At our 2015 Dublin Rippers quilting retreat, my friend Donna challenged us. She had a black plastic bag full of fabric. We had to close our eyes and reach into the bag. We had until the next year’s retreat to make something from the fabric we drew from the bag. She said we could make anything we wanted. It didn’t have to be a quilt.
My fabric was a tiny print that gave an overall impression of a kind of pinkish gray. It reminded me of the night sky.
Weren’t there a couple of yellow and white doilies in my collection at home that might make good comets? I went home to my doily collection and, yes! There they were.
To get an idea of scale, I photographed the doilies and the gray fabric, plus some yellow fabrics that I planned to use for the comet tails. I used Adobe Photoshop Elements to digitally build the wall hanging, cutting and pasting the images of doilies and fabric.
I put several stars in the sky, just to give me an idea of how they would look. In the real wall hanging, I would use more stars and they would be a lot fancier. And I’d sew on a bunch of buttons as smaller stars.
Photoshop Elements has a click-and-drag tool for drawing boxes and circles and, hey—stars! I clicked on the star shape and dragged the first one. It was black, because that was the last color I had used. I changed the color, and the next stars were yellow.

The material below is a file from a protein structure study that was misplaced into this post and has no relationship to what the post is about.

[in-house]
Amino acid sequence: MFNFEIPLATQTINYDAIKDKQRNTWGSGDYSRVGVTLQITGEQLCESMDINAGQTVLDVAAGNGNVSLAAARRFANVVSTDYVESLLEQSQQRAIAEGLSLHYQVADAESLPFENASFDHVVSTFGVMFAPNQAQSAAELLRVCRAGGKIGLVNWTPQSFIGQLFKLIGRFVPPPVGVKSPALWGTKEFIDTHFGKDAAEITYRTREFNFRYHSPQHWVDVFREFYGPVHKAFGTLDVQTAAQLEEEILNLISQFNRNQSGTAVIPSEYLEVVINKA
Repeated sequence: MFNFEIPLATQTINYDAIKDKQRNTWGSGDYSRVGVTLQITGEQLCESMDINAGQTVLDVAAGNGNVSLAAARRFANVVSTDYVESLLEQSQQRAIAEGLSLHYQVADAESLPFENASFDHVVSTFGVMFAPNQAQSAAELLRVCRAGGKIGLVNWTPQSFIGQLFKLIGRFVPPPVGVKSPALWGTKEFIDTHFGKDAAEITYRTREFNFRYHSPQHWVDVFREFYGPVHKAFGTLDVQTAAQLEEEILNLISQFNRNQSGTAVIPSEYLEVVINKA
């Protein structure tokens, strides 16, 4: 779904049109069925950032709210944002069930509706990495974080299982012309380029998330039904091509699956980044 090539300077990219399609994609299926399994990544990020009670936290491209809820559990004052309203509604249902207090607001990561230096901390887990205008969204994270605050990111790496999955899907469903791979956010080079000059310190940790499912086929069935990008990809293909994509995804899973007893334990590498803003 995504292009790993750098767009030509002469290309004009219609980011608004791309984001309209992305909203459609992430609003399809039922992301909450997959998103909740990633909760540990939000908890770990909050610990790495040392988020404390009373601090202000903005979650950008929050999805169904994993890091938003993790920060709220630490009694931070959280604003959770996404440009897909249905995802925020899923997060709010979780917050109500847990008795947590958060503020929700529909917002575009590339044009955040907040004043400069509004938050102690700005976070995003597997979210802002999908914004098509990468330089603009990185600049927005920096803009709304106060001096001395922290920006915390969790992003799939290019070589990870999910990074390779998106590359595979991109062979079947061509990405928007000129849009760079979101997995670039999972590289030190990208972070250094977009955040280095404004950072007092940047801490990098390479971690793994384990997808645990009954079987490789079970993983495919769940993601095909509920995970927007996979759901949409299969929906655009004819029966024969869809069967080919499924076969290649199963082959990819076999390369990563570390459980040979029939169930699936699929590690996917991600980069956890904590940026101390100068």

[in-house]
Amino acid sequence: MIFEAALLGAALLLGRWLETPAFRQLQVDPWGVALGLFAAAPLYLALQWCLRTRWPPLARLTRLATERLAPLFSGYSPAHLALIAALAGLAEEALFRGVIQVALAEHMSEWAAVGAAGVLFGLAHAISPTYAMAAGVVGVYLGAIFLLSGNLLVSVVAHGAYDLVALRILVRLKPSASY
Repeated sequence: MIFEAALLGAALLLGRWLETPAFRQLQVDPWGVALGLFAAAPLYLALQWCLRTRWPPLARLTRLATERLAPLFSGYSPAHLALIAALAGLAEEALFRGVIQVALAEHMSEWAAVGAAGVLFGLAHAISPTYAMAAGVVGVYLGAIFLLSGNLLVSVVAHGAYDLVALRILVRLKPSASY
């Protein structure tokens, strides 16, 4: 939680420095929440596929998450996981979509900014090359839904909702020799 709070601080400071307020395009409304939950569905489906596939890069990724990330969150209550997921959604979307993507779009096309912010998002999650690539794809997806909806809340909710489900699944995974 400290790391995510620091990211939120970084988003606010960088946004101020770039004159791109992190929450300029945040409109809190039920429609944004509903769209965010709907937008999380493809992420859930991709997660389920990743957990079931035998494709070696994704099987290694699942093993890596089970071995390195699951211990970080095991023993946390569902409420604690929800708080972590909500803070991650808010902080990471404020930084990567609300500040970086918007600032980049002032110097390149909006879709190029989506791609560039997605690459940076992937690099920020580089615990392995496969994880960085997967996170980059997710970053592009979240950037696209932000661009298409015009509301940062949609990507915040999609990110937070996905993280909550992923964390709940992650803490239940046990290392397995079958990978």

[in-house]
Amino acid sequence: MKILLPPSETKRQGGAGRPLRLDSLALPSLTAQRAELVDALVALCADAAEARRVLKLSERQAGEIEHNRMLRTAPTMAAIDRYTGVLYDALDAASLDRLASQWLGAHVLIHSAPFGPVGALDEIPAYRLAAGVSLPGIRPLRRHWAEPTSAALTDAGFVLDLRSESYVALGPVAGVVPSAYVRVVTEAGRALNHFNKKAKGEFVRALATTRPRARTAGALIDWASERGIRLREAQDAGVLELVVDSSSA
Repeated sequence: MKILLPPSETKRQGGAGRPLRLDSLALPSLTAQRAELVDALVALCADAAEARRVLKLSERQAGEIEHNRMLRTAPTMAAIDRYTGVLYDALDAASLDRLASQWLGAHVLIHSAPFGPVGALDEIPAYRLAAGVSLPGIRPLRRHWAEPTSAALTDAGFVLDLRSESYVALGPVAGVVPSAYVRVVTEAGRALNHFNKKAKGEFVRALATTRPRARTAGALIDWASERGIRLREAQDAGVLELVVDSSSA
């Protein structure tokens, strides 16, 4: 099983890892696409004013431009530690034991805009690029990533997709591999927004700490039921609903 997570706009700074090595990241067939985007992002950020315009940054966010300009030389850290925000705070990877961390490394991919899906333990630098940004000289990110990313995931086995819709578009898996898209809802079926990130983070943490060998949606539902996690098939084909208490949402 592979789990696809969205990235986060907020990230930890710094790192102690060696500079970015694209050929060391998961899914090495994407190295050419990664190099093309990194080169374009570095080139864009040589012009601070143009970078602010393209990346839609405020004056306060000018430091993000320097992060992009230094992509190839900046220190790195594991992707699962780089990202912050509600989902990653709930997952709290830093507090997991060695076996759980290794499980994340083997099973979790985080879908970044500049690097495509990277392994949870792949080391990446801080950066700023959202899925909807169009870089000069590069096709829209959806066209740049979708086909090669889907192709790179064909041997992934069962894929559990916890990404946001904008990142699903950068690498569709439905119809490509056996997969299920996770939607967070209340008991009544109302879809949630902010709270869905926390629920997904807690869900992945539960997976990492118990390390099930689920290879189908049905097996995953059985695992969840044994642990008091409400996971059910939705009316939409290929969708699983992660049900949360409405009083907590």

The sketch was pretty rough, but it served its purpose. I could tell that the quilt would have to be about five feet wide to give the doily comets and their tails enough room. The horizon and a few houses gave me an idea of proportions between sky and earth.
I started laying out the quilt top, stopping only to buy a length of fabric to go between the dark earth and the lighter sky. As I worked and laid out the doilies and houses and moon, I got a feeling. It was definitely located in my chest. It was a feeling of inevitability that seemed to squeeze my heart.
The feeling was that the sketch might be rough, but it was perfect the way it was. Any attempt on my part to fancy things up, would not make the finished product look any better. As I worked I came to know this without a doubt.
So the quilt is as close to the sketch as possible. I did fancy up the comet tails with buttons and beads, but the sky is plain, except for the appliqued stars, including a black one.
The back is made from scraps, many of which were giveaways from my quilting friends. It is quilted in mostly parallel, curving lines. That took a long time.
This was my first mostly-fabric quilt with raw-edge applique and very simple piecing, and I learned a lot. It is also the biggest quilt I have made so far.
Crochet Comets is on display at the Rocky Mountain Quilt Museum in Golden, Colorado, until April 23, 2017. Starting July 1, it will be part of the Celebrate Doilies! exhibit, making its debut in Stephenville, Texas, at the Cross Timbers Fine Arts Council River North Gallery. (Details here.)